Extremes, and then more extremes. It’s been one after the other during the past 3 years:
- Our snowiest winter ever recorded
- 2nd & 3rd biggest snowstorms ever recorded
- Hottest summer ever recorded
- Wettest March, August, September ever recorded
- And now Sandy:
- Lowest pressure ever recorded
- Highest storm surge ever recorded
There were many more records since 2009, but you get the idea. The records involve heat and/or moisture. The two monster snowy winters of 2009-10 and 2010-11 were an unprecedented combination. Then, last winter, practically no snow.
What is the common denominator with ALL of these events? Blocking patterns in the upper atmosphere, that’s what. Any discussion about whether this is related to climate change is for another time. The fact is, we are in a period of increasingly extreme weather, and there’s no argument about that-or at least there shouldn’t be. Here’s the graph of extremes from NOAA -- not just around here, but across the U.S. in the past 100 years.
So, what does this have to do with my winter forecast for 2012-13? Since extreme patterns have become so much more common, we have to consider the chance of the same in the coming winter. Notice, none of the big extremes involves extreme cold, so I’m tossing that one out.
The first thing we usually look for when making winter forecasts is what’s going on in the Tropical Pacific. Is it El Nino or La Nina? This year, it’s neither. So much for that.
The thing that correlates best to our winter weather is what is going on in the Arctic and North Atlantic. This is where the AO (Arctic Oscillation) and NAO (North Atlantic Oscillation) come in. [Click here for a great website that goes into detail about how the AO and NAO influence weather.]
Basically, a negative AO (-AO) and a negative NAO (-NAO) are associated with colder and snowier weather patterns in our part of the world. It doesn’t mean that we get snow every time we have a –AO or –NAO, but the odds go way up. Our biggest snowstorms are almost always connected to one and/or the other.
The -AO and –NAO involve “blocking patterns”, where high pressure is farther north, and lower pressure in our region. Sound familiar? That was the pattern with Sandy, and what caused it to make that sharp turn to the left not seen before. These patterns also lead to Nor’easters, like the one a week after Sandy. Our odds of –AO and/or –NAO patterns have increased in recent years. This may be due to the record ice melt in the Arctic. The ice melt this year smashed all previous records (that many thought wouldn’t be broken for decades!). Dr. Jennifer Francis of Rutgers and others have published recent studies connecting massive Arctic ice melt with more blocking patterns.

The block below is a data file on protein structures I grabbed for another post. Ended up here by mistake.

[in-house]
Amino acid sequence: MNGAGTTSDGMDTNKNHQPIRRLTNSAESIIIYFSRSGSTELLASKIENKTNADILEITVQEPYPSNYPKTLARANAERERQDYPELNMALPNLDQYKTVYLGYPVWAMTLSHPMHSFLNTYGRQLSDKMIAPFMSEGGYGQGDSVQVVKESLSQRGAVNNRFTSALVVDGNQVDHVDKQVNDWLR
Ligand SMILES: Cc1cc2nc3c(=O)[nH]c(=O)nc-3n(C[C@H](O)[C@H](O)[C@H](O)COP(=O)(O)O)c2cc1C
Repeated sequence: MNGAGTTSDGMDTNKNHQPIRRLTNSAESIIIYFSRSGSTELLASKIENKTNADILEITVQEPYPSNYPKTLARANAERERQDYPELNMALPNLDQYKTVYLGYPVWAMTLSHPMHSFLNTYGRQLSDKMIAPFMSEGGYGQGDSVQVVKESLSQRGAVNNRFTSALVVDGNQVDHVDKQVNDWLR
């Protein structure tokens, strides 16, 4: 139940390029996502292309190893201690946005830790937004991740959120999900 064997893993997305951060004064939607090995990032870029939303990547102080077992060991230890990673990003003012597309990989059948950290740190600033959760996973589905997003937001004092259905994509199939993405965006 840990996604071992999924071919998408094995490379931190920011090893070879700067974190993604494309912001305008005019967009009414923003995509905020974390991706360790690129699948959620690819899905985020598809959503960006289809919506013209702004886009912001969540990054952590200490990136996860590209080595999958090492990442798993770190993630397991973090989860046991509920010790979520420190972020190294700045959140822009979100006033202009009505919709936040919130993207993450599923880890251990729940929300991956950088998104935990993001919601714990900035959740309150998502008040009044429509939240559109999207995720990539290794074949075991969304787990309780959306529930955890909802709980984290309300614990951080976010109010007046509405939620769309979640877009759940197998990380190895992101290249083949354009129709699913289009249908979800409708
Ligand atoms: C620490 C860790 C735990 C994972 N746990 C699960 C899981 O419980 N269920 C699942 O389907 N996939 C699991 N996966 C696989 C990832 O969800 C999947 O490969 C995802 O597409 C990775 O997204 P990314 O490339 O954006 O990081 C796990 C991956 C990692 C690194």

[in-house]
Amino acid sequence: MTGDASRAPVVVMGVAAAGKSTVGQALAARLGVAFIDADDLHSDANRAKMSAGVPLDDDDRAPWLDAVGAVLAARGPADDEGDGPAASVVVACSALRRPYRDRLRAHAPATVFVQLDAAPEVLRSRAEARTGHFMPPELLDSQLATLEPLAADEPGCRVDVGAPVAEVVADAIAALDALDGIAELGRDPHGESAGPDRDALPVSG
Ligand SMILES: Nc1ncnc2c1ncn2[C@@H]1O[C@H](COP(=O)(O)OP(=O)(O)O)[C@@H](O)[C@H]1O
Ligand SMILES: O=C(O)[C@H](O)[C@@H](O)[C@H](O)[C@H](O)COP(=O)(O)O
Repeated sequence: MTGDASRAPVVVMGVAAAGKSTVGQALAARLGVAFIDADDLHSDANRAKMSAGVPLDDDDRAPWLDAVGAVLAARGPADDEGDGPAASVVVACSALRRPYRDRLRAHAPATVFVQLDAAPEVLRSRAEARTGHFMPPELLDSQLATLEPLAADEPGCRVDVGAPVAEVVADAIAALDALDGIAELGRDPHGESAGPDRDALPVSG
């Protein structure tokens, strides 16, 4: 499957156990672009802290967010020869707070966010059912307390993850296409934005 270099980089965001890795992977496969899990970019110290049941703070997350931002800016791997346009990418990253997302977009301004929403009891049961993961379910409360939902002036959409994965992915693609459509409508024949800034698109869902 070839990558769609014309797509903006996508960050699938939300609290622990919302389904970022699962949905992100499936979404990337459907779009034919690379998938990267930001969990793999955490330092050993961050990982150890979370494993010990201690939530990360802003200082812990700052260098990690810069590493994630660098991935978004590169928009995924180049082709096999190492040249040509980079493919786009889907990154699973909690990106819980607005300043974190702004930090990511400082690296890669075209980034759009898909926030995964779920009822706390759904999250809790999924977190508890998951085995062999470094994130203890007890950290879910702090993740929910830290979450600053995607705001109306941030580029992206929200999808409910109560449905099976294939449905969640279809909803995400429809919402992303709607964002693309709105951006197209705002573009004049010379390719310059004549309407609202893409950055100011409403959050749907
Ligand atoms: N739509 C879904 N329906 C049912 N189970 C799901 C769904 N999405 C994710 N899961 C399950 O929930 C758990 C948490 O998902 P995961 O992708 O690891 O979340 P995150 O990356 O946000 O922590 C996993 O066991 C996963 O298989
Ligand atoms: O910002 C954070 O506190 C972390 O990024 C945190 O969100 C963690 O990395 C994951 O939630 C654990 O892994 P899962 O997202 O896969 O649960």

So why did we have so little snow last winter? We were just in the right (or wrong, depending on your opinion of snow) part of the pattern that favored drier, warmer weather in our part of the world.
Look at the ocean temperatures lately, compared to normal:
The extremely warm water off the New England and East Canada coast is the main feature. This pattern could have been related to the big blocking high pressure area that was so important in the Sandy disaster and the Nor’easter a week later. This should favor more blocking highs in the North Atlantic. It takes a long time for such an extreme ocean pattern to change.
We also have had a –AO and –NAO for a good bit of October and some coastal storms as well. The most recent one stayed well offshore. But the overall pattern is clear: if we get much of this set-up in the winter, we’ll get some BIG snowstorms.
O.K., what else do we have? We’ve talked for years about the connection between October snow in Eurasia and the resulting winter snow here. The more snow there in October, the more snow here in Dec-Jan-Feb-Mar. It’s not a 100% correlation, but it’s way above 50-50.
And this year…..drum roll…..the October snow in Eurasia is well ABOVE average. Here’s the data for this October compared to the past two:
Compare the area this year to last: 11106 vs. 9294 (it doesn’t matter what the mean, it’s just a lot more). There’s even more this year than in 2010 (before one of our super-snowy winters). The ranks show this year to be the 11th highest number of the past 45 years vs. 28th place last year and 14th place in 2010.
BIG NUMBER = BETTER CHANCES FOR A SNOWY WINTER HERE
Here is the snowfall departure from normal for the Northern Hemisphere in October:
WAY above normal snow on both sides of the North Pole
There are other factors that will affect how cold and snowy this winter will be. Other parts of the alphabet soup of seasonal forecasting are the PDO, PNA, and the QBO. When they are combined with the NAO/AO and Eurasian snow factors, it adds up to a rather snowy winter overall, with some big swings in weather patterns.
THE FORECAST (for Philadelphia):
1. A 70% chance of above average snow
2. Most likely range: 30-35”
3. Only a 10% chance of below 20”
4. A 10+% chance of 40”+
5. Snowiest month-February
6. Least snow-March
7. At least one Nor’easter with more than 10”
1. Slightly above average overall (only +1 degree)
2. A couple of cold periods of 2+ weeks with much below normal temps
3. A couple of mild periods of 2+ weeks with much above normal temps
4. Coldest month-February
At least one strong Nor’easter with 50+mph wind gusts and moderate to major coastal flooding